Already programmed: responses

Connected, but alone?

Sherry Turkle argues in her TED talk, “Connected, but alone?” that too much texting is bad for us: she anticipates the unpopularity of the talk because this isn’t something people or companies want to hear. People are more comfortable with machines, which enable interaction without real emotional risk. But, they also can’t really empathize with us.

The argument that texting leaves out a lot of cues, and is a bad medium of conversation makes sense (even though I’d like to point out that it allows for other things, like video, photos, group chat, and sharing of virtual content that gives a different richness to these exchanges). I struggle with the assertion that we are more alone than we used to be. Maybe this is true, but I find it hard to imagine that the work required to maintain a basic standard of living, and the isolation of people that didn’t fit into a previously even-more-rigid social structure, allowed for greater social connection and less loneliness in years past (in Western societies). She gives anecdotes of cases where people she’s interviewed specifically avoided in-person interaction, but I wonder how common this really is, and what the alternative would have been before the internet and before texting. Maybe these individuals would have been even worse off.


We are all cyborgs now

Amber Case’s talk, “We are all cyborgs now,” is funny because she makes the absurdity of our new rituals around technology so apparent. She notes the difference between other human tools and computers is that computers act as an extension of our mental selves, rather than our physical selves. One point (which serves as the basis for one of Yueping’s projects!) is this idea that we find ourselves rummaging through this external brain, unable to find our documents or an old google search.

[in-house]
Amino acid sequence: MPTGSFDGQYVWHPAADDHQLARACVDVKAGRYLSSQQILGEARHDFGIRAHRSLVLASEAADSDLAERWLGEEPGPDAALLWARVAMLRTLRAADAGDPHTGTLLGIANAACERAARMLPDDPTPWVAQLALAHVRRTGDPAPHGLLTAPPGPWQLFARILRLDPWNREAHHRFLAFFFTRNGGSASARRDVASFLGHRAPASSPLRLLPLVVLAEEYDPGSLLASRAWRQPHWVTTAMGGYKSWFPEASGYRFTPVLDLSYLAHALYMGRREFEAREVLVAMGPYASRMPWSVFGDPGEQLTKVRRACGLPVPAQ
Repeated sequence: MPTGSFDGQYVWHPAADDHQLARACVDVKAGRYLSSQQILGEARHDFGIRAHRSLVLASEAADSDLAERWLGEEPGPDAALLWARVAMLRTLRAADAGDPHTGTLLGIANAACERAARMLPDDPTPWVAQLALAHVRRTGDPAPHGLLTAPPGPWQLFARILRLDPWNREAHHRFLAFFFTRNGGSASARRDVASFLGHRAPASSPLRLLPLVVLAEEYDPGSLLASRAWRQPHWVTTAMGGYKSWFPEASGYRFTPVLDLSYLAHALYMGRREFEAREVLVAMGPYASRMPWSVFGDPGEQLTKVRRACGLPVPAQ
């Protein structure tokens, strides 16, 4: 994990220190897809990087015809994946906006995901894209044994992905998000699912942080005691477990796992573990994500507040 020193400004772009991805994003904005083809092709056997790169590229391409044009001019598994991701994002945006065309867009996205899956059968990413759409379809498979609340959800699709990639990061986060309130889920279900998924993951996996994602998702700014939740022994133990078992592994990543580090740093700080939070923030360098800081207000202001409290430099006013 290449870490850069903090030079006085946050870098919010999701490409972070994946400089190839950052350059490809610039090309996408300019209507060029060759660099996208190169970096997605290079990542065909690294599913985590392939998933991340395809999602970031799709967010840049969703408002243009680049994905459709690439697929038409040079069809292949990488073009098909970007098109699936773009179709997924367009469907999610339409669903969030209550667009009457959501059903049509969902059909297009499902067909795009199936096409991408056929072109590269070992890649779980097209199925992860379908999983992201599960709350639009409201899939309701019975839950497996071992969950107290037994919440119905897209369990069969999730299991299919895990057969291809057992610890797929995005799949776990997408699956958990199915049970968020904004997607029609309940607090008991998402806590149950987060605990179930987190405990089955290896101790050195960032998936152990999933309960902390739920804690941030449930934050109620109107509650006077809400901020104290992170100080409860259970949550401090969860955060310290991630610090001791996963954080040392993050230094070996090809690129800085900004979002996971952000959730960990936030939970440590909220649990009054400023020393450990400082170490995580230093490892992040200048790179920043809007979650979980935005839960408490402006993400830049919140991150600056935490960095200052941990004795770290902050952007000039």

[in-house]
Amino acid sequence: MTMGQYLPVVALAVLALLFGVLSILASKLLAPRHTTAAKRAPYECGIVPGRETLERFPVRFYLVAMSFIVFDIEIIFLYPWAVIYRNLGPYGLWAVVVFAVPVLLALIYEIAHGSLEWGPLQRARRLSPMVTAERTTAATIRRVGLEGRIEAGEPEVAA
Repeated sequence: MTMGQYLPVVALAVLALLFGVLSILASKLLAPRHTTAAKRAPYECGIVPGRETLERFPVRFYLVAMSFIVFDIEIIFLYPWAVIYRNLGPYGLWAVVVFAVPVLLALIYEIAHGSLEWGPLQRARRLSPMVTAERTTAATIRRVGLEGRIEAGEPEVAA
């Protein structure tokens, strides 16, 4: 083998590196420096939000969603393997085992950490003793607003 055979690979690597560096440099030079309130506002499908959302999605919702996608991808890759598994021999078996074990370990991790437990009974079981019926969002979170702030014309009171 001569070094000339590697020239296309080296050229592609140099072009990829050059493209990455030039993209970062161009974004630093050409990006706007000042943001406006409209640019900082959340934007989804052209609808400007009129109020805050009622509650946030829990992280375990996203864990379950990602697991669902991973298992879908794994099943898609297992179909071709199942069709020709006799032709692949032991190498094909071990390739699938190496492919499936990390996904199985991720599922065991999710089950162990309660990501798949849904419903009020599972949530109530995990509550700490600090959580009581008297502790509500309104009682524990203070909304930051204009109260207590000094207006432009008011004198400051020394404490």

I really don’t need much convincing the we’re already cyborgs, which is her main thesis. I just loved how observant this talk is, and I wonder if other’s see these machines as extensions of our bodies in the same way?


Program or be programmed

Rushkoff’s talk, “Program or be programmed,” is a discussion of his book by the same name, where he makes the case for media literacy. That he feels he needs to persuade people of its importance is kind of ironic since this is the antidote for otherwise being blindly coerced by our history, social context, and capitalist/corporate environment.

I ended up watching his talk, “Open source democracy” (coerced by the youtube playlist) as well, because his historical accounts that bring us into our present socio-economic context and the proposals he makes for addressing the related issues are equally fascinating. That we should learn to code because it changes the way we think, and has real social/political/world consequences recalls Papert’s Mindstorms! And his call for local economies, local solutions, and local engagement recalls Bill McKibben’s Deep Economy.

Skeptically, I think even with greater awareness of how we are coerced, manipulated, “programmed,” I don’t think we have the power to fully reclaim our agency. Cognizance of these mechanisms only helps to the extent that we have power over our reality, and even if we are to argue in favor of free will, this would only give us control over a tiny proportion of our lives. Is it lucky then, if your programming allows you to see through the program?

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